• Share updates outside of your team. Explain how your team’s work impacts higher-level goals that people care about. For example, “Our new process has reduced customer response times by 40 percent. We are already seeing a 5 percent increase in customer satisfaction, and we’re excited about how this process innovation contributes to our company goal of building customer loyalty.”
  • Praise your direct reports’ work to other leaders: “It was the team’s innovative approach that let us exceed our goal by so much.”
  • Advocate for your team to take on certain assignments: “If you’re looking for new approaches, our team could bring the voice of the customer to your project, given our frontline customer experience.”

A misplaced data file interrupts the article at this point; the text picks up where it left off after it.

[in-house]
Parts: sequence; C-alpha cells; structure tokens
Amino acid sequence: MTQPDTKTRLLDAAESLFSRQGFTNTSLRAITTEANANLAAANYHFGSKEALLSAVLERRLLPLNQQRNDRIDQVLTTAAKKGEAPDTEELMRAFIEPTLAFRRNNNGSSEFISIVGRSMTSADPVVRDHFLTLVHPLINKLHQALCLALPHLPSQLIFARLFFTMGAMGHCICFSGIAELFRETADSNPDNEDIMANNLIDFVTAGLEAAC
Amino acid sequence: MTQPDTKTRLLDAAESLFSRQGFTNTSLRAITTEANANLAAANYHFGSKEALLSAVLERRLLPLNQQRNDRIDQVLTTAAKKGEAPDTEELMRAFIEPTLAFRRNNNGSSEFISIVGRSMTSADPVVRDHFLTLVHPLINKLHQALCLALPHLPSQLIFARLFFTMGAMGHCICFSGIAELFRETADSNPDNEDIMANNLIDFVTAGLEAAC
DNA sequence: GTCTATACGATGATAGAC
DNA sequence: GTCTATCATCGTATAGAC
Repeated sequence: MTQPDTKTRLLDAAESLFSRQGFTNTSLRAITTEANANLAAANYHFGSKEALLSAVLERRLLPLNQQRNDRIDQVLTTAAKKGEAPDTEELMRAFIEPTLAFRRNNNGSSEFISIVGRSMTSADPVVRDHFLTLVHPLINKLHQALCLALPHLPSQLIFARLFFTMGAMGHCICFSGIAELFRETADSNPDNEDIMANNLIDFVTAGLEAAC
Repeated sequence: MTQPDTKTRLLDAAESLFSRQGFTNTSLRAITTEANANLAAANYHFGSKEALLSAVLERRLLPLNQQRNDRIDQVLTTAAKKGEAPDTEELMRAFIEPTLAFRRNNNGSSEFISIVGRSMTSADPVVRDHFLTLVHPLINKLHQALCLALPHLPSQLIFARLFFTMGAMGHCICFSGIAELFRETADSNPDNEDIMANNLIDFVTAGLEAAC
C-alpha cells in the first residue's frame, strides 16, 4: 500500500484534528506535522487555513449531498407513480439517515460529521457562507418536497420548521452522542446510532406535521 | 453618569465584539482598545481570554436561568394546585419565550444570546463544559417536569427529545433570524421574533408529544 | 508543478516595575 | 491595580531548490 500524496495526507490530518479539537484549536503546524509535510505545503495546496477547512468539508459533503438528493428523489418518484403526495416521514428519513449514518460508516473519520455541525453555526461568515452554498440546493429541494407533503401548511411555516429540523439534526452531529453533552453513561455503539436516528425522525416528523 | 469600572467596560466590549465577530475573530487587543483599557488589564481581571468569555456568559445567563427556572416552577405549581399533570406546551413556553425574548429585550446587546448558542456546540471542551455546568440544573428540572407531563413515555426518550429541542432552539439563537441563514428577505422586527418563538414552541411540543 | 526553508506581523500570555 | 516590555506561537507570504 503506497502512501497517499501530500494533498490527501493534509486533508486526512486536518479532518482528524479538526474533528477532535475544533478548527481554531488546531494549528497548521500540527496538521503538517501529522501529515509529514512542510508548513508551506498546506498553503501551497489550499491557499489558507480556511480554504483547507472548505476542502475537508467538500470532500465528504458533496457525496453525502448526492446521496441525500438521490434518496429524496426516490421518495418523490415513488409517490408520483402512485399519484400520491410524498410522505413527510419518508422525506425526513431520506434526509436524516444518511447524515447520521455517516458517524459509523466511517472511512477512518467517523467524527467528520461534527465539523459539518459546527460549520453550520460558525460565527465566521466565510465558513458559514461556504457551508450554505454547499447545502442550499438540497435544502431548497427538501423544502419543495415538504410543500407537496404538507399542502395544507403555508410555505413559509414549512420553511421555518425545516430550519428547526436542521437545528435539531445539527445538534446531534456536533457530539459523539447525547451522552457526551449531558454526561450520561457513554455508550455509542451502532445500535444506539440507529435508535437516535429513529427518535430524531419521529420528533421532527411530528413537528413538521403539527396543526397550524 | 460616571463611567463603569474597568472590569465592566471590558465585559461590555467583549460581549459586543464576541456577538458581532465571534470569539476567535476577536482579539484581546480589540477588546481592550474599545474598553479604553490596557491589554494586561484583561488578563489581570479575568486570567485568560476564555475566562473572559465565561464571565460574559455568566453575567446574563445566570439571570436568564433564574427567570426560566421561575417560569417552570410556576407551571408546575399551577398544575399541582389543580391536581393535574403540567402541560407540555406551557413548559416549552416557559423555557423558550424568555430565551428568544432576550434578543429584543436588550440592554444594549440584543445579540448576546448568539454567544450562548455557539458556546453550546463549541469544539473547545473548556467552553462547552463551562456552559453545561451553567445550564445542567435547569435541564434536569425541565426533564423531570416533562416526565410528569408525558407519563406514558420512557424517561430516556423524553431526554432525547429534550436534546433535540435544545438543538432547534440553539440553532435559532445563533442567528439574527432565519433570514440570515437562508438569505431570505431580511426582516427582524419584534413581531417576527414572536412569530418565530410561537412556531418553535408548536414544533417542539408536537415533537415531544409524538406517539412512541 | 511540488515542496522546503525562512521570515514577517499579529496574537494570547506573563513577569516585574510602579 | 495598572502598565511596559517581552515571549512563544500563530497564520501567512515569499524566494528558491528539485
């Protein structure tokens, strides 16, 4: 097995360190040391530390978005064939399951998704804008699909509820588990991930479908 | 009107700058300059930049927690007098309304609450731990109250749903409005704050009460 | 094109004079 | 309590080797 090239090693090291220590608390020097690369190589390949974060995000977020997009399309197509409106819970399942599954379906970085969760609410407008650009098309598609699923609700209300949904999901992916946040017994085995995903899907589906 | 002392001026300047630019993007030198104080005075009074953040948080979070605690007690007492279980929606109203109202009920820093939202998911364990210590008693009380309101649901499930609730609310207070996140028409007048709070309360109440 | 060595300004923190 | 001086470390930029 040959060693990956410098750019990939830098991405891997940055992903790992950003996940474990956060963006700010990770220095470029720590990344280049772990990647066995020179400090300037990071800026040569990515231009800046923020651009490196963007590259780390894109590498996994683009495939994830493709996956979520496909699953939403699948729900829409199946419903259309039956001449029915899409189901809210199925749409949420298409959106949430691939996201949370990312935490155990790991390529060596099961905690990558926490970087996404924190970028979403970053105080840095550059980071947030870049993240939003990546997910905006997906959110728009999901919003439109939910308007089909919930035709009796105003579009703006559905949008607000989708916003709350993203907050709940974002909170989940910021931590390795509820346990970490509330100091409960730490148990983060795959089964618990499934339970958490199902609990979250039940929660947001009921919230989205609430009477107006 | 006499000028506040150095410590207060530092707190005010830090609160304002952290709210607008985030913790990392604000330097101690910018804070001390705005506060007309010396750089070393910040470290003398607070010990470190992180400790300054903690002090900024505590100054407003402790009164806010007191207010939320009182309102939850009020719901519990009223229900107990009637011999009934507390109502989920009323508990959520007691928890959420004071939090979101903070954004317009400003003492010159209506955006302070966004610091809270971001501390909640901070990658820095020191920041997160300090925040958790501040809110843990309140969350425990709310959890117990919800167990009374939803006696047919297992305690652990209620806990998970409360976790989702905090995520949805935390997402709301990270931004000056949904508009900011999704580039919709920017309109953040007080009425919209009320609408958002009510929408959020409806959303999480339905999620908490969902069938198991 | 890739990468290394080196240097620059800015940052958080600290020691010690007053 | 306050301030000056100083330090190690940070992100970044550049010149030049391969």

Finally, encourage your direct reports to similarly refer to your team’s goal reputation in their day-to-day conversations and updates outside the team so you have a chorus of voices reinforcing it.


4. Regularly seek feedback about what others think of your team — and act on it.

Remember that your reputation lives in the minds of other people. The only way to know if your team is actually establishing your goal reputation is to invite colleagues, higher-ups, and your customers to share their views. Then, listen to their feedback and work to improve.

To understand how your team is seen, ask open-ended questions like:

  • “What would you say my team is known for or good at? And what’s one thing you wish we did better?”